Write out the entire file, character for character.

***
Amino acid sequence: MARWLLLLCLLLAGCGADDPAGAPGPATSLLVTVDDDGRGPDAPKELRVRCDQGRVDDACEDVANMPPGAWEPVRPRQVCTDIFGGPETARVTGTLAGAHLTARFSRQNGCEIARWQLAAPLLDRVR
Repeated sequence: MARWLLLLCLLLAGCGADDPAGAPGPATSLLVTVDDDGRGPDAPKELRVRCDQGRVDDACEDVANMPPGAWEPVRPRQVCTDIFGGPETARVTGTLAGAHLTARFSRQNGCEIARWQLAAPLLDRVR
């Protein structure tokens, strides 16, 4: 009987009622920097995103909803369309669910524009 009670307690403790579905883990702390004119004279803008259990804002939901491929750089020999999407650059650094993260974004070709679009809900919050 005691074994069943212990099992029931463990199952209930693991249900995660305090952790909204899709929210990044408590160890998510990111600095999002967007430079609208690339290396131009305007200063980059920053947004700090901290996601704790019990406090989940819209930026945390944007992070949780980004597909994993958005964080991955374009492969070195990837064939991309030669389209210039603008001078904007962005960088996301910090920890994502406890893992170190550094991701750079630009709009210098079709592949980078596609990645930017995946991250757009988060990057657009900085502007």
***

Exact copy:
Amino acid sequence: MARWLLLLCLLLAGCGADDPAGAPGPATSLLVTVDDDGRGPDAPKELRVRCDQGRVDDACEDVANMPPGAWEPVRPRQVCTDIFGGPETARVTGTLAGAHLTARFSRQNGCEIARWQLAAPLLDRVR
Repeated sequence: MARWLLLLCLLLAGCGADDPAGAPGPATSLLVTVDDDGRGPDAPKELRVRCDQGRVDDACEDVANMPPGAWEPVRPRQVCTDIFGGPETARVTGTLAGAHLTARFSRQNGCEIARWQLAAPLLDRVR
């Protein structure tokens, strides 16, 4: 009987009622920097995103909803369309669910524009 009670307690403790579905883990702390004119004279803008259990804002939901491929750089020999999407650059650094993260974004070709679009809900919050 005691074994069943212990099992029931463990199952209930693991249900995660305090952790909204899709929210990044408590160890998510990111600095999002967007430079609208690339290396131009305007200063980059920053947004700090901290996601704790019990406090989940819209930026945390944007992070949780980004597909994993958005964080991955374009492969070195990837064939991309030669389209210039603008001078904007962005960088996301910090920890994502406890893992170190550094991701750079630009709009210098079709592949980078596609990645930017995946991250757009988060990057657009900085502007």